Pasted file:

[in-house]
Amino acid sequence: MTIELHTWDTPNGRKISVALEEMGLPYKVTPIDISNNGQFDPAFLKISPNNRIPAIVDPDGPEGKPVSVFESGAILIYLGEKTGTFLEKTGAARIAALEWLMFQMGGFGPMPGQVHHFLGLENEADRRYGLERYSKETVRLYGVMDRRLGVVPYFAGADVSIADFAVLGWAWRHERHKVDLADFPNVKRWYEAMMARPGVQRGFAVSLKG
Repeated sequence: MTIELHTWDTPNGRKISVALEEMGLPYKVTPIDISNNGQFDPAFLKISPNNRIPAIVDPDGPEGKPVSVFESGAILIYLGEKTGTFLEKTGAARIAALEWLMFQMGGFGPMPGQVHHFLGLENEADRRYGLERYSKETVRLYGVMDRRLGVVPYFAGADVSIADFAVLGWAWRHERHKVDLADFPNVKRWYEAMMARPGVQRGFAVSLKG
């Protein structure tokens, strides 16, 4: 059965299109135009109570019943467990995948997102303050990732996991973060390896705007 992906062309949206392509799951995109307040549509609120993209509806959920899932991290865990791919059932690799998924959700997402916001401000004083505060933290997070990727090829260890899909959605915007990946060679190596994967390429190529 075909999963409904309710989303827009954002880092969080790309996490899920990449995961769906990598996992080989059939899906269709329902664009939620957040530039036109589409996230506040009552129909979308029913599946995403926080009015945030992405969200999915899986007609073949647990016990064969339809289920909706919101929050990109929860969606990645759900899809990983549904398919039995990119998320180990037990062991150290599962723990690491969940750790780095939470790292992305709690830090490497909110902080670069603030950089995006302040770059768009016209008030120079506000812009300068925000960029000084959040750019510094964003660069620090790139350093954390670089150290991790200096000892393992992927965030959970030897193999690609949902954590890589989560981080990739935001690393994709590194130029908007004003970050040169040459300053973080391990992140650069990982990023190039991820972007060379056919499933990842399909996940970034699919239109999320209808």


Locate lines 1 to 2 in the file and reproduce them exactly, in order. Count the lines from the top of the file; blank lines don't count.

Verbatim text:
[in-house]
Amino acid sequence: MTIELHTWDTPNGRKISVALEEMGLPYKVTPIDISNNGQFDPAFLKISPNNRIPAIVDPDGPEGKPVSVFESGAILIYLGEKTGTFLEKTGAARIAALEWLMFQMGGFGPMPGQVHHFLGLENEADRRYGLERYSKETVRLYGVMDRRLGVVPYFAGADVSIADFAVLGWAWRHERHKVDLADFPNVKRWYEAMMARPGVQRGFAVSLKG